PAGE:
The large gap between domestic US natural gas prices and LNG prices in European and Asian markets that underlies the rationale for US LNG exports has raised the question: when US gas is sold abroad, who captures that spread? The difference between low prices paid for gas produced in the US – currently trading at… Keep reading →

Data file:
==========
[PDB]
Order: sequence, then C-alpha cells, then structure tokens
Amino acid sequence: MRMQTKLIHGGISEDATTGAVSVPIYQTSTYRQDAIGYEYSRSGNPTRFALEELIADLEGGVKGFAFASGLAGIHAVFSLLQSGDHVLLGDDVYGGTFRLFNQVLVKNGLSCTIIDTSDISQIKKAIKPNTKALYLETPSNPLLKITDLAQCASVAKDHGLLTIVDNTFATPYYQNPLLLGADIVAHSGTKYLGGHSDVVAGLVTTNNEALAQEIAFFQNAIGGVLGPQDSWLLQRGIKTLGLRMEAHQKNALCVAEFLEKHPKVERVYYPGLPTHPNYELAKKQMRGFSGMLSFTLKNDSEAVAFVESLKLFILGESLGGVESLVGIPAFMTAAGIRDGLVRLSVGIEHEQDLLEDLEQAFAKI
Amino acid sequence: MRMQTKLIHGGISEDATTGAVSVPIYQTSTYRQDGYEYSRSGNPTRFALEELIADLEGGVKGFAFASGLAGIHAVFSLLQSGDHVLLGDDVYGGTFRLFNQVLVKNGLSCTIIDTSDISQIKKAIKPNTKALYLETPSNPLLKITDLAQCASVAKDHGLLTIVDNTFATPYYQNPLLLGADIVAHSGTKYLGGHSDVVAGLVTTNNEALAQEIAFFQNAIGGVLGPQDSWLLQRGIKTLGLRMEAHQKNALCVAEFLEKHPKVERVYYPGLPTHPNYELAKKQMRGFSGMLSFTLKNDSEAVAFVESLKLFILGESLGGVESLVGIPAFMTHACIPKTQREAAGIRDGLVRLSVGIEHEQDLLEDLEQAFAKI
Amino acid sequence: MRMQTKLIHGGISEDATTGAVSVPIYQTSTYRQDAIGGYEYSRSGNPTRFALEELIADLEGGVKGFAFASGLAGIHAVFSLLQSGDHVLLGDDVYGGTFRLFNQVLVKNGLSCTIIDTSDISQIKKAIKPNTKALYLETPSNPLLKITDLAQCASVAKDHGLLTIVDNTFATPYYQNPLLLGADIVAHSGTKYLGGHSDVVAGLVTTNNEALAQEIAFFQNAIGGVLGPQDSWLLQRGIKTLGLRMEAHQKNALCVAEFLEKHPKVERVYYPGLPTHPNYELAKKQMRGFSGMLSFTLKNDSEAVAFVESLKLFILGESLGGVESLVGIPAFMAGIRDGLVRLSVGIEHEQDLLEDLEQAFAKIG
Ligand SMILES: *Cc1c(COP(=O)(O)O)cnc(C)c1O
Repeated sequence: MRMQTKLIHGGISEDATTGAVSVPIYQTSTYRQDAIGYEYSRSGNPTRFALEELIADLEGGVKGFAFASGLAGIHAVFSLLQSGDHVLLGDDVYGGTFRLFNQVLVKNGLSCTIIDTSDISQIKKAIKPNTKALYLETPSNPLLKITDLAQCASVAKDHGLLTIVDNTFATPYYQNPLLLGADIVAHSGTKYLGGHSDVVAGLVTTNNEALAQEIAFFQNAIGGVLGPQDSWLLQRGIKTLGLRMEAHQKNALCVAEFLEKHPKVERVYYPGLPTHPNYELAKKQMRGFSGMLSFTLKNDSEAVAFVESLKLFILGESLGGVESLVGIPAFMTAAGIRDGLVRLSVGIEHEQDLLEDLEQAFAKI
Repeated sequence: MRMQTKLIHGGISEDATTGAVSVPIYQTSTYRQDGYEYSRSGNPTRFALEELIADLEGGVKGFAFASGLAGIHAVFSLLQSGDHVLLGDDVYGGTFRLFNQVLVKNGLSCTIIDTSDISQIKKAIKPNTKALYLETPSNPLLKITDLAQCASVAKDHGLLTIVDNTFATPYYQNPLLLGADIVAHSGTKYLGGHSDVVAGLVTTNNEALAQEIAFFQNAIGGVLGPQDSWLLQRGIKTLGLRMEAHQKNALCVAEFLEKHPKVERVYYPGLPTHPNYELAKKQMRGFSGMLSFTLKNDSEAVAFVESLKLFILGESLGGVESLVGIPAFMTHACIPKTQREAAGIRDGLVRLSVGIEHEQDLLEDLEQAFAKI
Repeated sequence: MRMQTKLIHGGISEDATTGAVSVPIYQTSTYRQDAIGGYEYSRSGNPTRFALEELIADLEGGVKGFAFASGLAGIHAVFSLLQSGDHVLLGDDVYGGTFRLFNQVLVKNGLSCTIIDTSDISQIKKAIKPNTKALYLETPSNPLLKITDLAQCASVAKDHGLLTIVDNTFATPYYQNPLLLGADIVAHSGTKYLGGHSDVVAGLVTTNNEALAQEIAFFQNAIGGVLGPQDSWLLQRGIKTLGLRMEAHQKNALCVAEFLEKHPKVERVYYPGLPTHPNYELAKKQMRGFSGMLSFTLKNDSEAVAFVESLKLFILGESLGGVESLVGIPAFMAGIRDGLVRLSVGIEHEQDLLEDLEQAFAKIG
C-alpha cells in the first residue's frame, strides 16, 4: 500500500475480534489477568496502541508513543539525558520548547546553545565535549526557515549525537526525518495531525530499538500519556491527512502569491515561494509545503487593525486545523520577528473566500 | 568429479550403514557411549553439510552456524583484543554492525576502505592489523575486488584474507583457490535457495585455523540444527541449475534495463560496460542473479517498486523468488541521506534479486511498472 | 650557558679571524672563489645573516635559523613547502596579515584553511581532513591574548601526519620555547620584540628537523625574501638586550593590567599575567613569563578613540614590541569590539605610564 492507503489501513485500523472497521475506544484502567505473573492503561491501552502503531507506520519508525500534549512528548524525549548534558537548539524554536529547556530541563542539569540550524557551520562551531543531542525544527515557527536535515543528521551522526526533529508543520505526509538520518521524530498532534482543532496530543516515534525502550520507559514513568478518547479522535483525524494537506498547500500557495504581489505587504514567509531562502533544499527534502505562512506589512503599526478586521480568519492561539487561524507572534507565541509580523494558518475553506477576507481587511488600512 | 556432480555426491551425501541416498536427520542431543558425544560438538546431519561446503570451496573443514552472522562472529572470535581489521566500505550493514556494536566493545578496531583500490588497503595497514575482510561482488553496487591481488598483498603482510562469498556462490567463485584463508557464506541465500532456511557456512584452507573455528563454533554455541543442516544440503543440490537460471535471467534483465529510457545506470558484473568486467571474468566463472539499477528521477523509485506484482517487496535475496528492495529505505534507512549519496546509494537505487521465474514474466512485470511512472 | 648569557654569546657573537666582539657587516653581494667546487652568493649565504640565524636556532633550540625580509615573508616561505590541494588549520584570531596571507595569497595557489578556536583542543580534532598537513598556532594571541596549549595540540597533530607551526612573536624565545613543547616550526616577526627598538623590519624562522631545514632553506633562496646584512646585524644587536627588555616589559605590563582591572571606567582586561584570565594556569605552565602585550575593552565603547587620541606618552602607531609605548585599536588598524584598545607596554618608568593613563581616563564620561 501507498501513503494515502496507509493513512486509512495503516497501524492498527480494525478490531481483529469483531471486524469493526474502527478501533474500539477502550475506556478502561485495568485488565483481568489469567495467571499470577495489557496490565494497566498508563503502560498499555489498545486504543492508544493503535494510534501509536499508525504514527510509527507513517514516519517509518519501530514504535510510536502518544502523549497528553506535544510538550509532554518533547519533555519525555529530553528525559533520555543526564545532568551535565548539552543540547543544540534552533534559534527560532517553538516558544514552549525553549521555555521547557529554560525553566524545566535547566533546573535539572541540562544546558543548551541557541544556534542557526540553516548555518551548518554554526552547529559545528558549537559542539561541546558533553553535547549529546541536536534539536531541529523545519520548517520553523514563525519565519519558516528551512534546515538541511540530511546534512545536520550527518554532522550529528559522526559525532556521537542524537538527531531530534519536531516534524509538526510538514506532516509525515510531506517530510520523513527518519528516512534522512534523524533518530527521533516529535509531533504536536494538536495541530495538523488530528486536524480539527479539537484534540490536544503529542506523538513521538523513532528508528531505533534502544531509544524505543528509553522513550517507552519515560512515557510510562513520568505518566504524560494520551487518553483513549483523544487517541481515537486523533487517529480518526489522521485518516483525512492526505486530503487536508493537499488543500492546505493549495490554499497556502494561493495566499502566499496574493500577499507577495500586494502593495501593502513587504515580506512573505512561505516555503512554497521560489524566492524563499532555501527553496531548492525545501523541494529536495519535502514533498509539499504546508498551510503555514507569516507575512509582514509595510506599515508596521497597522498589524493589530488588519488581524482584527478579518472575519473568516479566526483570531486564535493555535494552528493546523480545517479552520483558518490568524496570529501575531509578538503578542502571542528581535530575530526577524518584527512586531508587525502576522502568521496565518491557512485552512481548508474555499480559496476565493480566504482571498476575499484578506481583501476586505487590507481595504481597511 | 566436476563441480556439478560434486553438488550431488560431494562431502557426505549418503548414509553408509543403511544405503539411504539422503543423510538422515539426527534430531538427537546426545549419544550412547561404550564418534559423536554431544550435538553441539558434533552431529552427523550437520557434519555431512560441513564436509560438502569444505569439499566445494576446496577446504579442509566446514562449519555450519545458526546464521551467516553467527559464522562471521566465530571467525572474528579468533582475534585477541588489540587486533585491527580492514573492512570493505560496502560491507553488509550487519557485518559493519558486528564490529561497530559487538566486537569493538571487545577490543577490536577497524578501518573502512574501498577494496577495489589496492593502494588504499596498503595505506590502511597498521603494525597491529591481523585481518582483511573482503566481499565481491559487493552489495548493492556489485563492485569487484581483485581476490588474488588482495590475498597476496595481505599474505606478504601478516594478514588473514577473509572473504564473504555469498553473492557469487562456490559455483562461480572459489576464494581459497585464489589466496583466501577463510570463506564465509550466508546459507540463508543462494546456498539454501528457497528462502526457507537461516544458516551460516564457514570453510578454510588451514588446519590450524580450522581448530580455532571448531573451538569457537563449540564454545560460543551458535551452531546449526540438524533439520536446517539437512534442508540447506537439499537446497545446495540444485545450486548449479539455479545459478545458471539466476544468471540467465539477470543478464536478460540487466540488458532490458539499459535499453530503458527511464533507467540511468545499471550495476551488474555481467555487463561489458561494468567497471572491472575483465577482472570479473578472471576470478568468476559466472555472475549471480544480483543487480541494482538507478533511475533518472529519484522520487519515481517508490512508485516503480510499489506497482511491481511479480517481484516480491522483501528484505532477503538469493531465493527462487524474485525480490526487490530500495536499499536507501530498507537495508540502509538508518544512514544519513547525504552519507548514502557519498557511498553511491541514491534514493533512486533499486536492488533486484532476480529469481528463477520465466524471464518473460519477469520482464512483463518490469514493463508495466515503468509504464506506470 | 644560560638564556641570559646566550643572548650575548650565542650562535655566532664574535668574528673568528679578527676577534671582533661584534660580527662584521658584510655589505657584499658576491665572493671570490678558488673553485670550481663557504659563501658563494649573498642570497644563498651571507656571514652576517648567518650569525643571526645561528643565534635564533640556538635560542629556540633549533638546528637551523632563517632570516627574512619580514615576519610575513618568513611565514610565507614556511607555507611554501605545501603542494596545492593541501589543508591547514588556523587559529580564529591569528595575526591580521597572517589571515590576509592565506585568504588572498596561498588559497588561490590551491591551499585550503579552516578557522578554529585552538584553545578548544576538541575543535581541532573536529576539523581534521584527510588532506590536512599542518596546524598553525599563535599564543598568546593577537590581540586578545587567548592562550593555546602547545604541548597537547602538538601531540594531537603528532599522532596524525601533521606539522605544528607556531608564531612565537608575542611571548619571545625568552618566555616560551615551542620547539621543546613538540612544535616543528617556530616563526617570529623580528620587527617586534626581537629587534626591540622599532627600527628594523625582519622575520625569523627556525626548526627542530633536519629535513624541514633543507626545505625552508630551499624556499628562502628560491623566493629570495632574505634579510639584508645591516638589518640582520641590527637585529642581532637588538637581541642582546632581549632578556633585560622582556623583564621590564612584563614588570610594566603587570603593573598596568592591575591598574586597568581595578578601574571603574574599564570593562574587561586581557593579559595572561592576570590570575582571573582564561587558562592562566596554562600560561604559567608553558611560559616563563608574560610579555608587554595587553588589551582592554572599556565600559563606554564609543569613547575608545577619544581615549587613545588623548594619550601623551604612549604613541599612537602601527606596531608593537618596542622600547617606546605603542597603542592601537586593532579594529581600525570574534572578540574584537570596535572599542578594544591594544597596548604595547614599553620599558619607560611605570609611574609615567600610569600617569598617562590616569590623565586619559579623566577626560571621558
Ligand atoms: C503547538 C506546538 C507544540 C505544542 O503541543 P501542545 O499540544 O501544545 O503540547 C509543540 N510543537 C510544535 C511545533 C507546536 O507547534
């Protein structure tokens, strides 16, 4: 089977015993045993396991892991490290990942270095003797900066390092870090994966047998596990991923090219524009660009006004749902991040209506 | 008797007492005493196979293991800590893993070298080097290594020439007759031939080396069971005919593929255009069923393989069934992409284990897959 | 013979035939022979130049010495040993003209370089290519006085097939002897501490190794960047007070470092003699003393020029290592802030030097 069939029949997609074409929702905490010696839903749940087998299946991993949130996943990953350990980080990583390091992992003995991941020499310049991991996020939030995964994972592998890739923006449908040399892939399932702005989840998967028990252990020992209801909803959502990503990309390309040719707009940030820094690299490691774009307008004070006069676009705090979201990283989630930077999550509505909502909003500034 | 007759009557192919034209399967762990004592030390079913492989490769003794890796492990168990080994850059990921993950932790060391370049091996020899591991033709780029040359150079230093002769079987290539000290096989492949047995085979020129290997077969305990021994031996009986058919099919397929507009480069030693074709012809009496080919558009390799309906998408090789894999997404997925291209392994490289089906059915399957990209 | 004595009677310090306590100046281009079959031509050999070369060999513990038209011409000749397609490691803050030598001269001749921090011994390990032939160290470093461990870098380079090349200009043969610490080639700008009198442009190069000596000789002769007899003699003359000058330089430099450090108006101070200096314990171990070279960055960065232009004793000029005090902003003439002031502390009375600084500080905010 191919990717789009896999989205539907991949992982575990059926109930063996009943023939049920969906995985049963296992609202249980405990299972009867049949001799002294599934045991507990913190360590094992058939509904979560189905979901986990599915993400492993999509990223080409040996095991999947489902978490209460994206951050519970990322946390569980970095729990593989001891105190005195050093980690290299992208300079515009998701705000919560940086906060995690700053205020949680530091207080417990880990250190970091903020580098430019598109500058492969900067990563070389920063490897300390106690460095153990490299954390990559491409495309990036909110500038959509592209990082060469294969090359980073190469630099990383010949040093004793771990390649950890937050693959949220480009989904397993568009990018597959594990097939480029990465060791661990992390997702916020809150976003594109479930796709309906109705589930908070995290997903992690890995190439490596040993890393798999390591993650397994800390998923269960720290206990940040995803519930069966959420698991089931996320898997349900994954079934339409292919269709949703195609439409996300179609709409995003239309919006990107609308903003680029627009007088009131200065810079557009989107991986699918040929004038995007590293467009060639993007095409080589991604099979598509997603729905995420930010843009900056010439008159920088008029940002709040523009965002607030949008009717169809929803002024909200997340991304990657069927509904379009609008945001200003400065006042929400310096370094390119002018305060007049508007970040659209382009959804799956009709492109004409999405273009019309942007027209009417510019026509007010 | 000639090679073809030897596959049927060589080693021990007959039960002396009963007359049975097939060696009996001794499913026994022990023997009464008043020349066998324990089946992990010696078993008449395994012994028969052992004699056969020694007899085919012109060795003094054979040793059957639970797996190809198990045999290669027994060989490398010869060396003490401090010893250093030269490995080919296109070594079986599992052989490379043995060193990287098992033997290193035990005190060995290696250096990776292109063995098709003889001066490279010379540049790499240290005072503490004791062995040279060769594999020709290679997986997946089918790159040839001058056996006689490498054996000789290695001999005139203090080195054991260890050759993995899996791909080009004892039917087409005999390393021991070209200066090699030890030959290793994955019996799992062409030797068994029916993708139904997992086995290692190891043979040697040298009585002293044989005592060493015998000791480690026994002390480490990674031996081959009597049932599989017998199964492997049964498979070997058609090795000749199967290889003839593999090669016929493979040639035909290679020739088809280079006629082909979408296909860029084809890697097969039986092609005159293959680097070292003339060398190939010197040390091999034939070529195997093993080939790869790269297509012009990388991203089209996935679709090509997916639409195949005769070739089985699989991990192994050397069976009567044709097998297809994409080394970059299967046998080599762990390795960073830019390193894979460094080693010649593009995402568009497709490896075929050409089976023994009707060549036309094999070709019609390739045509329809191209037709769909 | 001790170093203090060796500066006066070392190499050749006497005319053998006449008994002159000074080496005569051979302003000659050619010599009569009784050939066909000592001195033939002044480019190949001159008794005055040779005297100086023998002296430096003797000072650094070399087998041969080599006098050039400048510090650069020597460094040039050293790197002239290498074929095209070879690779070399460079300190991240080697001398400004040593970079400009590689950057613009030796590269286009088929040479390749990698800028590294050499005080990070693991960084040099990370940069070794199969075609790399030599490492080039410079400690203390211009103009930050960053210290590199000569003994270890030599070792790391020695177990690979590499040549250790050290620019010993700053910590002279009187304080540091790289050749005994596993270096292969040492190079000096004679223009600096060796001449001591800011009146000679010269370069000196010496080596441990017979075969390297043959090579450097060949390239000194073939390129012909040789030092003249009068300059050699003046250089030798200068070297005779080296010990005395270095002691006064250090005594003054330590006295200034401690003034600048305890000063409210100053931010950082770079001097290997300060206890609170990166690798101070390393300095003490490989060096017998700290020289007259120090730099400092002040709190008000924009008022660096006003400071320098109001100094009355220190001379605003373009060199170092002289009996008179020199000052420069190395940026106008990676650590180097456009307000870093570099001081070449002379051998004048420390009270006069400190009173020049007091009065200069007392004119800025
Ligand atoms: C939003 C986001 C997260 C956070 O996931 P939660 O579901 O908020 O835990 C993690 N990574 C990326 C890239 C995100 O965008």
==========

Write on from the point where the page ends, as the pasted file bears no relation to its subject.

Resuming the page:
Exporting liquefied natural gas (LNG) from the US will raise domestic natural gas prices little – and possibly not at all – because the international market won’t take enough LNG to make a difference.
That was the conclusion of three economists who separately studied international LNG prospects. They presented their results to the International Natural Gas Workshop sponsored by the US Energy Information Administration (EIA) in Washington DC recently. Keep reading →